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Before your next triathlon, make time to plan and practice your transitions. With some strategic preparation and practice, you’ll save time, energy and stress as you switch from swimming to riding and from riding to running. Read on for tips about how to make your transitions easier and faster.

Get to Know Your Transition Areas

Before races, thoroughly survey each transition area. First, figure out where your gear will be, then plan your routes for efficiently getting in and getting out. Better yet, practice those routes so that on race day you don’t have to think about where to go when.

Prep your Gear

Space is limited in a transition area so only bring the gear that you’ll actually use; it reduces clutter as well as the chance of grabbing the “wrong” gear. Think about the order in which you will don gear for each leg of your triathlon. Strategically place items with the furthest away being the ones you’ll need last and the nearest being the ones you’ll need soonest.

For example, set your helmet on your aerobars upside-down and with your sunglass inside because you will first put on your glasses followed by your helmet before grabbing your bike. And instead of putting on your cycling shoes in the transition area, you can clip them into your pedals. Don’t actually slip them on until you have hopped on your bike and are rolling out of the transition area.

Be Efficient in T1: Swim to Bike

Figure out in advance up until what point you will be able to swim and where you will have to start running. Since you’ve already dialed in your route, you can concentrate on starting to strip your goggles and wetsuit on the fly. Have the top of your wetsuit down by the time you get to the swim-bike transition area.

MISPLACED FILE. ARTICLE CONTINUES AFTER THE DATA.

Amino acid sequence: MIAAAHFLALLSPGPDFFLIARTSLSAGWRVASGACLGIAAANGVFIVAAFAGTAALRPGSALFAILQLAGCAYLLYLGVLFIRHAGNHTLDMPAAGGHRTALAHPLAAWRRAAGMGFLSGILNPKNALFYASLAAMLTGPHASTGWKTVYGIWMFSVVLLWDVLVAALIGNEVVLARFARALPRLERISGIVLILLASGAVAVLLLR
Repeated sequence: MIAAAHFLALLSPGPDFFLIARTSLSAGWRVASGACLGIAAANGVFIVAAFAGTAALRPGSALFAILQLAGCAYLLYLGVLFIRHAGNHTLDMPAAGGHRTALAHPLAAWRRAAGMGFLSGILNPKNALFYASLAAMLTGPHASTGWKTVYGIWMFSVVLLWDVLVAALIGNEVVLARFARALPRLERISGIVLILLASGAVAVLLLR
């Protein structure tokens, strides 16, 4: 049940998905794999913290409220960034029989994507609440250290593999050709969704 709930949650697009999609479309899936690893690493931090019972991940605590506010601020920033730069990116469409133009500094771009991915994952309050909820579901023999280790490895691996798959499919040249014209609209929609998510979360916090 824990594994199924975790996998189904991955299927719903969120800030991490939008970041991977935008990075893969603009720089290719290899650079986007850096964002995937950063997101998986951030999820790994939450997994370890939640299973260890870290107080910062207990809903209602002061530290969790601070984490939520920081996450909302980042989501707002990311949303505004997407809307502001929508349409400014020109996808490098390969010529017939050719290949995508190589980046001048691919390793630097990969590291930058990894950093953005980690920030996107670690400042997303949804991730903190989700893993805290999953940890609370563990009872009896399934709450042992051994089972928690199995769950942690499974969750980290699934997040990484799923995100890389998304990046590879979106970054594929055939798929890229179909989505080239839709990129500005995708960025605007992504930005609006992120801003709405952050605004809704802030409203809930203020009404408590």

After you get to your gear, remove your goggles, don your sunglasses and helmet and move toward the exit. Know at what point you will hop on your bike, but be flexible in the moment; it may be worth running a little farther to escape transition area congestion.

Keep Your Focus in T2: Bike to Run

Remove your feet from your shoes as you approach the second transition area so that you pedal the last few strokes with your feet on top of your shoes. Know ahead of time if you will have to rack your own bike or can hand it off to a volunteer.

Remove your helmet and set it down so that you can quickly put on your running shoes and cinch lace locks. Then grab your race nutrition, number and hat and start running. You can stash your gels and adjust your number on the fly.

Practice Makes Perfect

While you are tapering for your triathlon is a great time to practice your transition skills. Since you’re no longer putting in the big training hours, you’ll have more time to focus on and improve skills. Set up a mock transition area and practice repeatedly switching between swimming and riding and between riding and running. Measure your progress objectively by timing yourself or ask a friend or coach to time you.

Watch and Learn

Ask others to observe your practice transitions and tell you what they see. Then watch other more experienced triathletes practice their transitions and copy what they do well.

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